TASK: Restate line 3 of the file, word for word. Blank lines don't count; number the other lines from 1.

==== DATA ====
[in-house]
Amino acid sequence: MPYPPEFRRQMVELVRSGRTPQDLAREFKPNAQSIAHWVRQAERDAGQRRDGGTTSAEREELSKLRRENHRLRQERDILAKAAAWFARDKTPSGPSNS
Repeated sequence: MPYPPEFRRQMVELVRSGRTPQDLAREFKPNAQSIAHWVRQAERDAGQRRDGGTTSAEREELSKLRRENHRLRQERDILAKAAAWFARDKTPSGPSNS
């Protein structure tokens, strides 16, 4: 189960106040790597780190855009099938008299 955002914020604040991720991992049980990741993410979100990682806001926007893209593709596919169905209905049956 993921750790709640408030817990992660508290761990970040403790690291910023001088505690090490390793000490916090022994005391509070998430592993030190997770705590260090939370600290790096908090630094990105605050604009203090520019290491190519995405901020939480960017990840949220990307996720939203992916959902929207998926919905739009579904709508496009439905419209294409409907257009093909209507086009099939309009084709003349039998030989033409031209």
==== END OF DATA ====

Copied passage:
Repeated sequence: MPYPPEFRRQMVELVRSGRTPQDLAREFKPNAQSIAHWVRQAERDAGQRRDGGTTSAEREELSKLRRENHRLRQERDILAKAAAWFARDKTPSGPSNS